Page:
Chalamet holds court with Henry V role in The King
South Korea: Timothee Chalamet admits he was intimidated by the prospect of playing the title role in a new film version of Shakespeare’s Henry V, but then he also likes a challenge.
“To do Shakespeare and be an American playing an English king is properly intimidating. But I try to work on things that are challenging, things that are scary,” said the 23-year-old US actor, who was in Korea in early October to promote The King at the 24th Busan International Film Festival.
The historical drama premieres on Netflix on Nov 1.
Chalamet, who was nominated for a Best Actor Oscar for his breakout turn in 2017’s Call Me By Your Name, said in some ways he could relate to the medieval coming-of-age tale of unwilling heir Prince Hal who inherits the throne and was thrown into the adult world at an early age, assuming new responsibilities and vowing to bring order and peace to the warring chaos.
“Even right now there’s a room full of adults and I’m the young person here,” he said.
“It can feel some version of not normal to be young and to deal with adults in a professional manner.”
Chalamet was joined on stage by The King director David Michod (War Machine, Animal Kingdom) and fellow Australian and co-star Joel Edgerton, who plays Hal’s hard-drinking friend and mentor Sir John Falstaff.
He added: “I have so far worked on material that is very different to this, but I leapt at this opportunity. Travelling around the world with a film like this is the kind of thing that when you are a kid you dream about. It’s a wild ride.”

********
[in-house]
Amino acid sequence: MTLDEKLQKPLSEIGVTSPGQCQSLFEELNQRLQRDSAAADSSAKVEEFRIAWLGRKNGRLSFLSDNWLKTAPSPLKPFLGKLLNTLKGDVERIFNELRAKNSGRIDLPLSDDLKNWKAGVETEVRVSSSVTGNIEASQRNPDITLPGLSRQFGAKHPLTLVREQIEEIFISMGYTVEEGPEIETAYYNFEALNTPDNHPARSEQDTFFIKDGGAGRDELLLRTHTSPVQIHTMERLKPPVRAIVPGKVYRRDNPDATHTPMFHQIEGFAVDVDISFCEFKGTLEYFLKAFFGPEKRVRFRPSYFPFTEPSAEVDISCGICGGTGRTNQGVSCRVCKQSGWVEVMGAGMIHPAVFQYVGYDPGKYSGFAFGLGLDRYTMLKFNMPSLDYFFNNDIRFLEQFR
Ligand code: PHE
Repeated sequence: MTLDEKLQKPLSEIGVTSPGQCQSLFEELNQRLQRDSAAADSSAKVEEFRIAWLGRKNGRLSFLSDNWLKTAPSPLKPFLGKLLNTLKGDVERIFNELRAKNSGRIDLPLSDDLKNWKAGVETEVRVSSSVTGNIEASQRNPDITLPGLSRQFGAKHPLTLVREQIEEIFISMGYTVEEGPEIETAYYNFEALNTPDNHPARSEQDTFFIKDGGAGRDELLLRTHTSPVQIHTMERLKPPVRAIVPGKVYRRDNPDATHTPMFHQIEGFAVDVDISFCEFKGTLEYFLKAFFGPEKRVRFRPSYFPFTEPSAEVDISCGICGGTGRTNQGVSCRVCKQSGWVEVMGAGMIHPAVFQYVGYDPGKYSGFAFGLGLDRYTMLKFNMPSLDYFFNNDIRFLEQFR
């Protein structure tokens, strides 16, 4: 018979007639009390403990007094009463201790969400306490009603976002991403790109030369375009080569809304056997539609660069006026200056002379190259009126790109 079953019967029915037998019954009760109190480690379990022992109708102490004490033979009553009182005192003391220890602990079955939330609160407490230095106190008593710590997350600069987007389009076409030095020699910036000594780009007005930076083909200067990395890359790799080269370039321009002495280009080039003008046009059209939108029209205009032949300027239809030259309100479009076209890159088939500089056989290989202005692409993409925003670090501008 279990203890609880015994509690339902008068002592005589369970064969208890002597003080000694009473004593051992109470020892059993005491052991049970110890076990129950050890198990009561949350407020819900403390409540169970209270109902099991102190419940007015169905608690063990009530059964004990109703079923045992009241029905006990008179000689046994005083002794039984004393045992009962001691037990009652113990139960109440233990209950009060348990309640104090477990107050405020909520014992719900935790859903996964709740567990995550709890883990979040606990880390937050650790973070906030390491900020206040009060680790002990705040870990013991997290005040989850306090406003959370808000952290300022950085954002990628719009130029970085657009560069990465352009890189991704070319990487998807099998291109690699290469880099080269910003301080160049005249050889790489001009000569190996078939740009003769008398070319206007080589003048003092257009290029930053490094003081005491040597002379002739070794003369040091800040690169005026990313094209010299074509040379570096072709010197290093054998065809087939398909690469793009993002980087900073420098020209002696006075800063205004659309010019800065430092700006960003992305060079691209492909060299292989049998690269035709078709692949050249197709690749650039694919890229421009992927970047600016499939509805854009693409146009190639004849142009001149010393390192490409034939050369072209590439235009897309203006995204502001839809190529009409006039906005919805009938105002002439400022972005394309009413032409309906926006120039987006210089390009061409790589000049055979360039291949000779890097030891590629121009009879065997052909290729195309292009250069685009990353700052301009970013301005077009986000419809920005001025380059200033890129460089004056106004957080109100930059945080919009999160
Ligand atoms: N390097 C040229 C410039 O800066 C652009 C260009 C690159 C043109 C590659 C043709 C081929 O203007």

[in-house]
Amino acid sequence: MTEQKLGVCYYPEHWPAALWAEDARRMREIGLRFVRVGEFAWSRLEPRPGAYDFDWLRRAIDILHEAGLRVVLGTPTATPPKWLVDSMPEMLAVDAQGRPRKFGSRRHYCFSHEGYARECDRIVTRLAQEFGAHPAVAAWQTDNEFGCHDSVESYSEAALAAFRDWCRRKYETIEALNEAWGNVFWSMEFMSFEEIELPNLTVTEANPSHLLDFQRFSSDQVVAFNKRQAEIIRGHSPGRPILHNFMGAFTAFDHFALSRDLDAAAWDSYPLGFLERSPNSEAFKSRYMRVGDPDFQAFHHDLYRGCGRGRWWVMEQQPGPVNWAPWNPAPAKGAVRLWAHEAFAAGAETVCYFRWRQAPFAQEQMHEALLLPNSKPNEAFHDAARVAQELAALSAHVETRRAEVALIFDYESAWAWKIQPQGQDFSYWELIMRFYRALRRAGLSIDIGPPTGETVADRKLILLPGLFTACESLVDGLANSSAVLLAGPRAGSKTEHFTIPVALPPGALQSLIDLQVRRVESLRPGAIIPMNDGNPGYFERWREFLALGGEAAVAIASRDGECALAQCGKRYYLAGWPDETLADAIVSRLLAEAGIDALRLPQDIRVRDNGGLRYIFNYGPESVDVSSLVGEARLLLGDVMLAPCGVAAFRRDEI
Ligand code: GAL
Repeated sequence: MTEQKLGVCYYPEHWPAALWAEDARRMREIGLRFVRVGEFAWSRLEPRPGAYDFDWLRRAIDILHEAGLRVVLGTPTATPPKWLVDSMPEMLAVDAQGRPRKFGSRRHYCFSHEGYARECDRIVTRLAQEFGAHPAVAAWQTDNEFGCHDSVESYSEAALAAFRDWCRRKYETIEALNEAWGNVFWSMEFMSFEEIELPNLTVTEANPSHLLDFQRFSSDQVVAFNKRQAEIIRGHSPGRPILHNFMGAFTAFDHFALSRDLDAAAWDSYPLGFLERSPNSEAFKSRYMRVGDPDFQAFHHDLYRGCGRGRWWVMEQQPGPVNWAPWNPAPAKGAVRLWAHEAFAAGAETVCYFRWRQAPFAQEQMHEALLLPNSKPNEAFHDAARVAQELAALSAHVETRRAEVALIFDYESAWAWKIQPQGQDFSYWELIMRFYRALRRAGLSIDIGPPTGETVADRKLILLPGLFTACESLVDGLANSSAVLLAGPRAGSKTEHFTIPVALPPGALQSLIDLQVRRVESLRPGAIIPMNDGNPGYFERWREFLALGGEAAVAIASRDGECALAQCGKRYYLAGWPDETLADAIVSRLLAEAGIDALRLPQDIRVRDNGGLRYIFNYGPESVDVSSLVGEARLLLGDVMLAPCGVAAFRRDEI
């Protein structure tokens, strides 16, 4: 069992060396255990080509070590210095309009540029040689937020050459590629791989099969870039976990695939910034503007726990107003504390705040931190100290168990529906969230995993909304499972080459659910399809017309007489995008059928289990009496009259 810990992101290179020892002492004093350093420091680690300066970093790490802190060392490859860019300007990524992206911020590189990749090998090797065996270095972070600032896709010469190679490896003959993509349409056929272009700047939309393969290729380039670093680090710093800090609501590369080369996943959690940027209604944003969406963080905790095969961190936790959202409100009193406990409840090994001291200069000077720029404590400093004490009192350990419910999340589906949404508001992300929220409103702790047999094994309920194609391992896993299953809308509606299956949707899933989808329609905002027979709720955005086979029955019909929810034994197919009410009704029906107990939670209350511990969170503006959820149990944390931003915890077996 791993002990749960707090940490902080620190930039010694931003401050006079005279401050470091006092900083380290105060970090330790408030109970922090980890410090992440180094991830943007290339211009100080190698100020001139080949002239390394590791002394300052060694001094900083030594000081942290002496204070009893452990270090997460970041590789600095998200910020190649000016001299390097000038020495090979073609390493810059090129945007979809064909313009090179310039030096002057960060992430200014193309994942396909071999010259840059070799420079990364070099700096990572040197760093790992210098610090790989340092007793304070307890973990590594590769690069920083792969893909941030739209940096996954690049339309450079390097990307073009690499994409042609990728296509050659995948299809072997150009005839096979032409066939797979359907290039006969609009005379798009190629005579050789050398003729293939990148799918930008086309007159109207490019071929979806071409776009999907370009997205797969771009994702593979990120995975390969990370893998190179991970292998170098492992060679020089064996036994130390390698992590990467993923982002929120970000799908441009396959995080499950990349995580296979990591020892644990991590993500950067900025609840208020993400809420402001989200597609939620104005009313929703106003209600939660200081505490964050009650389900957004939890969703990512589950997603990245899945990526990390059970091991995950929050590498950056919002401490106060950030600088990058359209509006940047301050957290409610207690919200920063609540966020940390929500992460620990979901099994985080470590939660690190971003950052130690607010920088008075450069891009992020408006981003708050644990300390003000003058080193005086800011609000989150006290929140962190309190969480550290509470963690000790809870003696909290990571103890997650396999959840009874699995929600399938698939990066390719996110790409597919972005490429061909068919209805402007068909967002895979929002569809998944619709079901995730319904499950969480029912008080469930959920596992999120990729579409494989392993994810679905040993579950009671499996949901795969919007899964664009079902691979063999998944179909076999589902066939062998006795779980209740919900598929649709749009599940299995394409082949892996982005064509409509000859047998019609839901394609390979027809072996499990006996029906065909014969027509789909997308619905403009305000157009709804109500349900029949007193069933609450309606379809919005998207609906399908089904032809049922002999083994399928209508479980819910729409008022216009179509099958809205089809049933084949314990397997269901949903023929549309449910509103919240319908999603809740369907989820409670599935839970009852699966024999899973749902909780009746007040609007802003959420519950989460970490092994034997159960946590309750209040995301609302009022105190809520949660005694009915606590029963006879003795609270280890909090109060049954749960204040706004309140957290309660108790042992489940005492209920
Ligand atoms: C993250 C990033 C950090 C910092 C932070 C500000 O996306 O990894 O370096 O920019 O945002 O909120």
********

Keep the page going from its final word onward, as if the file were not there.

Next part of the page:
Among those to have played King Henry V in the past are acclaimed British actors Laurence Olivier and Kenneth Branagh, while more recently Tom Hiddleson tackled the role in the BBC series The Hollow Crown in 2012.
The New York-raised Chalamet said he had called up the services of an English speech coach in order to nail the accent, but had been more concerned with working “through the lens of the 15th century”.
“I went to a drama high school and one of the things the teachers there wanted us to learn was to choose the roles that are daunting rather than the roles that are in your wheelhouse, or that you are more comfortable with,” said Chalamet.
He said Henry was “universally relatable” for youngsters who “don’t have the skill set, mentally or socially, to deal with the circumstances”.
“I am excited that a new generation can see this kind of material,” he said. - AFP